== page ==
CHICAGO — Malik Haynes likes spending hours of his free time building toy cars, assembling the thousand-piece models with his hands, Super Glue and patience.
"It's helped me because it's given me the patience to teach and to learn," said the West Loop 18-year-old, who is considered by some to be one of Illinois' best defensive linemen.
The Al Raby High School senior, who has offers from Army and Southern Illinois, has played football since second grade. He said the sport sharpens his mind because learning and understanding different formations helps him remember facts and figures in the classroom too. Haynes was the valedictorian of his eighth-grade graduating class at William H. Brown Elementary on the Near West Side and is ranked in the top 10 at Raby with a 4.2 grade point average.
"He's the ultimate leader, not only on the field by helping out younger guys with techniques and different things but also being the example, and off the field as well by maintaining a 4.2 GPA as well," said Raby's defensive coordinator, Zennan Owens.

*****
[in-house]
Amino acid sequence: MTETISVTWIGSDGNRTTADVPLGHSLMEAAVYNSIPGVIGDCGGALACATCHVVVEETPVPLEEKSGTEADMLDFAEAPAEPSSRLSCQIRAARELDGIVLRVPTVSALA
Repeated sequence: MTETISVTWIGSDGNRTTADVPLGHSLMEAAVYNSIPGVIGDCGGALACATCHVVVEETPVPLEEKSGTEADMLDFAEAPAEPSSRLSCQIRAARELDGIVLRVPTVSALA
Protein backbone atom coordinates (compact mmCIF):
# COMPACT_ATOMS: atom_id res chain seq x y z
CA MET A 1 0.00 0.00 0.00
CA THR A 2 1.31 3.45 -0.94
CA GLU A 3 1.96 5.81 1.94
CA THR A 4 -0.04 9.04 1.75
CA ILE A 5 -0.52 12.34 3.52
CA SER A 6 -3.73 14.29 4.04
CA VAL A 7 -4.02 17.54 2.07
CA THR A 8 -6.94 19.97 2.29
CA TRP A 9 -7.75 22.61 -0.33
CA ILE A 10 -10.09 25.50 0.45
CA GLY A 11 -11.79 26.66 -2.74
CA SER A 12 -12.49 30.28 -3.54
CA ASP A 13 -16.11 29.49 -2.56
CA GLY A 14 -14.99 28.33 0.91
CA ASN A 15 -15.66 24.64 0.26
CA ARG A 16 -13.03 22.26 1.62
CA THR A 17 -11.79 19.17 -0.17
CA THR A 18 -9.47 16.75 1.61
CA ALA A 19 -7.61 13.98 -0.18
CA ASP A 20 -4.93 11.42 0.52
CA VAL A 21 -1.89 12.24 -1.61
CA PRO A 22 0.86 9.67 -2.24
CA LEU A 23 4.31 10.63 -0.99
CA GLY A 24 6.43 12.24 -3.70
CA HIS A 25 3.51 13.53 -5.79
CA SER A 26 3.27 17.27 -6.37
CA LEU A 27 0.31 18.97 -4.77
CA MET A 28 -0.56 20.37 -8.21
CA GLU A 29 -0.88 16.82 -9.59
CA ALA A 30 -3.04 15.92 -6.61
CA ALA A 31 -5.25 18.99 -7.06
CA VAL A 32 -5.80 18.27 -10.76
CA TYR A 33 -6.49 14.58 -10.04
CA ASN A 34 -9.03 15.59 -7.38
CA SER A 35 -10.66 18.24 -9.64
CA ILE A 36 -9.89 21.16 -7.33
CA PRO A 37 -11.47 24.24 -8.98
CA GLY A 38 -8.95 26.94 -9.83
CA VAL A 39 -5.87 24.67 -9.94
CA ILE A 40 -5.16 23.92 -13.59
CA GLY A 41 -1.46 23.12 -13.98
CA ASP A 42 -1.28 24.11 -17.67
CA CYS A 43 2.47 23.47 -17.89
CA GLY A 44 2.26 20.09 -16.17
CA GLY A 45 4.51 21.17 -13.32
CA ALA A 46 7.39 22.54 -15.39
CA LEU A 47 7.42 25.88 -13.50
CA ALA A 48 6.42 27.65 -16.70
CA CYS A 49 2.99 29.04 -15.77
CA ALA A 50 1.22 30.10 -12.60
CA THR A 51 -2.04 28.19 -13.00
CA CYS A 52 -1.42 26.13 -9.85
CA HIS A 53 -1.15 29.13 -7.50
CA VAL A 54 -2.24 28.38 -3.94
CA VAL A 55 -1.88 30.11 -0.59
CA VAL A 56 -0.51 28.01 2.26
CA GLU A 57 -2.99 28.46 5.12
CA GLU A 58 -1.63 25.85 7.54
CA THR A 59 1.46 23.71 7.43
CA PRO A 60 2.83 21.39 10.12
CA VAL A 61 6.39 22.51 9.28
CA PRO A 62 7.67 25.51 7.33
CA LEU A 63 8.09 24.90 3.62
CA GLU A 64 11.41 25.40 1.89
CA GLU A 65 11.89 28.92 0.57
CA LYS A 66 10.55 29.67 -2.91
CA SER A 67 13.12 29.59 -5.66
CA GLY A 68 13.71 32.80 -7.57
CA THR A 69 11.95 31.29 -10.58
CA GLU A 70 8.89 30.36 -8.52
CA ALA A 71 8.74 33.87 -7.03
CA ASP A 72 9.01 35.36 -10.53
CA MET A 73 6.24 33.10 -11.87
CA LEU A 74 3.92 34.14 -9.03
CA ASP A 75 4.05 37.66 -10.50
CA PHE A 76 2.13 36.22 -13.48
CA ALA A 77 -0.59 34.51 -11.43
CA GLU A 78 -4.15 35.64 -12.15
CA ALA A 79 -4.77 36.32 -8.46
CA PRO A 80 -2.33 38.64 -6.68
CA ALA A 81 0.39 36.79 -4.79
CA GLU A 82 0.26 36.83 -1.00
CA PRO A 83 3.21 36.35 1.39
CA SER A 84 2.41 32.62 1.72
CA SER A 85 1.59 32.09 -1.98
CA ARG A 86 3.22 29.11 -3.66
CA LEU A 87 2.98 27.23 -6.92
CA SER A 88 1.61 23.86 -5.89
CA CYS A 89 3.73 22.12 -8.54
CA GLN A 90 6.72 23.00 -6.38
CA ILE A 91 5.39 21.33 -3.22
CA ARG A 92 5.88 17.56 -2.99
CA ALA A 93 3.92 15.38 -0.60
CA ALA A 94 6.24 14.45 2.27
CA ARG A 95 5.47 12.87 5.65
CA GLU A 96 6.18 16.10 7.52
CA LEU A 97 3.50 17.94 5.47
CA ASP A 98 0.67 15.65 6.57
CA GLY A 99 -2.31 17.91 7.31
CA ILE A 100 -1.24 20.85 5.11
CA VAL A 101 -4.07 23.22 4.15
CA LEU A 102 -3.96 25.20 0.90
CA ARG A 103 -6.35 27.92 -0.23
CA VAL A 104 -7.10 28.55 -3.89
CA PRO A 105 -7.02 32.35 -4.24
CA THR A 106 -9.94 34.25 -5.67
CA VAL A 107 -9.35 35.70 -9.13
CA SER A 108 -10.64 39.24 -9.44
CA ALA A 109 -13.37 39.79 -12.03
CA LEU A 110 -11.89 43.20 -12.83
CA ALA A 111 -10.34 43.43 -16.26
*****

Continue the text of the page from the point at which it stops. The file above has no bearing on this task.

Haynes led the Raby defense to a 30-0 victory over Clark in last week's first round of the IHSA Class 3A playoffs. It was the first state playoff triumph in the school's history. Raby (8-2) travels to Princeton (10-0) in a second-round match Friday night.
Haynes has 71 tackles, including 20 for losses, five sacks and four fumble recoveries despite consistent double and triple teams against him. He's also scored on three 2-point rushing conversions. Owens said his 6-foot, 280-pound standout has dominant strength and speed.
"For a guy that's [280 pounds], he's very explosive off the ball," Owens said. "He has been by far the best defensive lineman in the city this year."
Haynes isn't sure whether he'll commit to Army, SIU or elsewhere. He's fascinated with the thought of becoming a military man — "G.I. Joe" was his favorite show growing up — while Haynes also likes SIU's criminal justice program.
As far as football, Haynes said he's been pleased with his prep performances at his East Garfield Park high school but admits he has a long way to go.
"I'm good, but I'm not where I want to be," he said.
For more neighborhood news, listen to DNAinfo Radio here: